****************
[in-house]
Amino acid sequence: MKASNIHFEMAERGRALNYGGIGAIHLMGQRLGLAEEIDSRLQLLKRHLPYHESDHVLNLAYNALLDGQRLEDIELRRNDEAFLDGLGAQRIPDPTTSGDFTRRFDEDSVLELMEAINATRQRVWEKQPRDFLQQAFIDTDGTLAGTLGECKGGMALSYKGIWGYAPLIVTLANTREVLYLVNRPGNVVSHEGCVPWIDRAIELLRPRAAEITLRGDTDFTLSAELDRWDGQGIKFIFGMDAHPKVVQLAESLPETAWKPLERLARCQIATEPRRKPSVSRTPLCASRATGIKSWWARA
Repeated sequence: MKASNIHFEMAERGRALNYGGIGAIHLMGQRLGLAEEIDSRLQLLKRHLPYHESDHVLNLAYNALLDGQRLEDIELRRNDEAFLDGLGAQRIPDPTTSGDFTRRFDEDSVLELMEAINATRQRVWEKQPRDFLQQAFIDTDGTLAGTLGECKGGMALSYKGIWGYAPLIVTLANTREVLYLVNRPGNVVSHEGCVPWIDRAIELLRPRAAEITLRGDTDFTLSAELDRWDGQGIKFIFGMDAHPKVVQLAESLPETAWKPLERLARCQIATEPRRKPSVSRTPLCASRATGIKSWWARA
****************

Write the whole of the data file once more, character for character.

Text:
[in-house]
Amino acid sequence: MKASNIHFEMAERGRALNYGGIGAIHLMGQRLGLAEEIDSRLQLLKRHLPYHESDHVLNLAYNALLDGQRLEDIELRRNDEAFLDGLGAQRIPDPTTSGDFTRRFDEDSVLELMEAINATRQRVWEKQPRDFLQQAFIDTDGTLAGTLGECKGGMALSYKGIWGYAPLIVTLANTREVLYLVNRPGNVVSHEGCVPWIDRAIELLRPRAAEITLRGDTDFTLSAELDRWDGQGIKFIFGMDAHPKVVQLAESLPETAWKPLERLARCQIATEPRRKPSVSRTPLCASRATGIKSWWARA
Repeated sequence: MKASNIHFEMAERGRALNYGGIGAIHLMGQRLGLAEEIDSRLQLLKRHLPYHESDHVLNLAYNALLDGQRLEDIELRRNDEAFLDGLGAQRIPDPTTSGDFTRRFDEDSVLELMEAINATRQRVWEKQPRDFLQQAFIDTDGTLAGTLGECKGGMALSYKGIWGYAPLIVTLANTREVLYLVNRPGNVVSHEGCVPWIDRAIELLRPRAAEITLRGDTDFTLSAELDRWDGQGIKFIFGMDAHPKVVQLAESLPETAWKPLERLARCQIATEPRRKPSVSRTPLCASRATGIKSWWARA